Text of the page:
Chris Young has carried out numerous duties as Secretary, including preparation of this newsletter twice a year (since 1996). The newsletter not only serves as a source of a lot of information about the Society, meetings and workshops, and functions such as soliciting entries for our prize contests, but also knits our far-flung community together. As Secretary, Chris has also maintained our membership lists, no easy task, since we originally had no regular plan for getting renewals except by who registered at the biennial meeting. Chris has regularized the process considerably (starting in 2001), and as a consequence we have a much more realistic accounting of our membership lists. We all owe Chris a tremendous round of thanks for his considerable effort on the Society's behalf. He will be missed, that's for sure.
It is with considerable regret that I have to announce that Keith Benson intends to step down from the post of ISHPSSB treasurer at the end of the Exeter meeting. Keith has served the Society as treasurer since the Oaxaca meeting in 1999, and is largely responsible for the excellent financial situation that we enjoy today. Keith's excellent management skills, involving everything from working with Program Chairs and Local Arrangements Committees in organizing meetings, to his savvy advice on meeting sites and negotiations with contractors, has put, and kept, us in an exceptionally strong financial situation. We all owe Keith an enormous debt of gratitude for his good work. Being any organization’s treasurer (but especially a not-for-profit organization), is at times a difficult and thankless task — treasurers get little credit when things go well and lots of blame when there are problems. Keith has managed to negotiate the ins and outs of finances so well that the problems were few and far between, while the successes have been considerable. We will miss him, and wish him well in his editorial role with HPLS.
These resignations mean that we will need to start immediately with the process of seeking volunteers/nominations for the positions of Secretary and Treasurer. The new term will start at the end of the Exeter meeting, roughly August 1, 2007. More details on the procedure for nominations can be found elsewhere in this newsletter.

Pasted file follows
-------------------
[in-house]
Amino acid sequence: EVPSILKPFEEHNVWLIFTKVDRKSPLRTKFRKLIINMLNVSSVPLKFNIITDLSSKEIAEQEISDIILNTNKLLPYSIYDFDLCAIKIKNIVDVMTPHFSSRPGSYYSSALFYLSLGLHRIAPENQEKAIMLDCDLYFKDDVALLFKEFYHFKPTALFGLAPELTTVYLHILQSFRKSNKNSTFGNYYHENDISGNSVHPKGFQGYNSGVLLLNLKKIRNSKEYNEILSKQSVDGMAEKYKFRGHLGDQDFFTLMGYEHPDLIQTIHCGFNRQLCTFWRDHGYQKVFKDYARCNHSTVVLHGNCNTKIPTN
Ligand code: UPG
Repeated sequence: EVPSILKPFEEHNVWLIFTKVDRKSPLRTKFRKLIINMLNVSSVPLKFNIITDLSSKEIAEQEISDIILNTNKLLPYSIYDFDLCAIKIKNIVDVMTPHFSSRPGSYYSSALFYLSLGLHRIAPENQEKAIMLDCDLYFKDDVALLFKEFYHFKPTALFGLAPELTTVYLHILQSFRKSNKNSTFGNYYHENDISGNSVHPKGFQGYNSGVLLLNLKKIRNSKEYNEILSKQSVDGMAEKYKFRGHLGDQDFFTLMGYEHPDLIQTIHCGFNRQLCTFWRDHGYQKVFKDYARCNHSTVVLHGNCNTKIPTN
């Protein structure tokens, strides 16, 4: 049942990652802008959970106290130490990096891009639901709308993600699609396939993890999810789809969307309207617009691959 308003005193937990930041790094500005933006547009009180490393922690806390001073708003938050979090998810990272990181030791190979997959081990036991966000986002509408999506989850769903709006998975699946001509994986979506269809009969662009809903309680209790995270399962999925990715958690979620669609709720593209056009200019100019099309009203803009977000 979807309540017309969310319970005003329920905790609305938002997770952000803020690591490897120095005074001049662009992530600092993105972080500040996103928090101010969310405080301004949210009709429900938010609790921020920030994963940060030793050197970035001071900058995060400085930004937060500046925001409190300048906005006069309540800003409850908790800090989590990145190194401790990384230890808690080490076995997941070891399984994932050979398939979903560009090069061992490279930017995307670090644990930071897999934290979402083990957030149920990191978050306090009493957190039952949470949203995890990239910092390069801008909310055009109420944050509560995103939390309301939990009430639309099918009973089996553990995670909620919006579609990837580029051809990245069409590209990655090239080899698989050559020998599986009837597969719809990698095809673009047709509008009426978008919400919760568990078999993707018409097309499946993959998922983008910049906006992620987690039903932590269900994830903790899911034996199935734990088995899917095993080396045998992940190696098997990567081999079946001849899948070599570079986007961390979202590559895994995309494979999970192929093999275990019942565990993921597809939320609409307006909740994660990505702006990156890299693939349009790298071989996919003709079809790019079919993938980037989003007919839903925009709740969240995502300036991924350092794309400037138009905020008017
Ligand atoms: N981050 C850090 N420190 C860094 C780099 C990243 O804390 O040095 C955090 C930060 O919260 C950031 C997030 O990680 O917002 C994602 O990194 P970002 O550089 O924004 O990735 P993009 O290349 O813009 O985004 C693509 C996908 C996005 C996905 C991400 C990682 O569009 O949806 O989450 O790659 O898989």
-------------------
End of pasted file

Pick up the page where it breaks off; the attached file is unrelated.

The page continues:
Planning for ISHPSSB 2007
Exeter (Great Britain), July 25-29, 2007
Exeter hosts Summer Meeting
The 2007 Summer meeting will be held at the University of Exeter, the regional capital of the South West of England. Small but perfectly formed, the University campus is set amid landscaped gardens, and the city boasts an impressive history. From its stunning cathedral to its historic quayside, all the best bits are within walking distance of each other. The city is on the edge of the Exe estuary, which adjoins some of the country's most stunning beaches.
Exeter has been inhabited for over 2000 years, and it is possible to see traces of every major period of English history in the architecture of the city. Dominating the skyline, the medieval Cathedral is an outstanding example of decorated Gothic style architecture with unique Norman transeptal towers. Areas around Cathedral Close form an oasis of calm and tranquillity in the centre of the city.
Our hosts, Egenis, the ESRC Centre for Genomics in Society, led by Prof. John Dupré, will be providing a series of free guided walks around the campus and city, as well as trips to the nearby coast for fossilling, boating, and to the famous biodomes of the Eden project. In addition of course to the usual academic sessions! Find out more at http://www.centres.ex.ac.uk/egenis/events/ishpssb/programme.htm
The Treasurer’s Personal Views of Exeter
As is normal practice in ISHPSSB, I conducted a pre-meeting site visit in Exeter from 8-10 October, which confirmed the wisdom of selecting Exeter for our 2007 meeting site.
Exeter is a beautiful collegiate town located in the bucolic setting of southwestern England. It is close to the sea, it is home to the famous Exeter Cathedral, and it is small and compact enough for leisurely strolls back-and-froth from most accommodations to the conference site on campus. John Dupré, Staffan Mueller-Wille, and the wonderful staff at EGENIS have made all kinds of arrangements to ensure that our visit will be a most memorable one.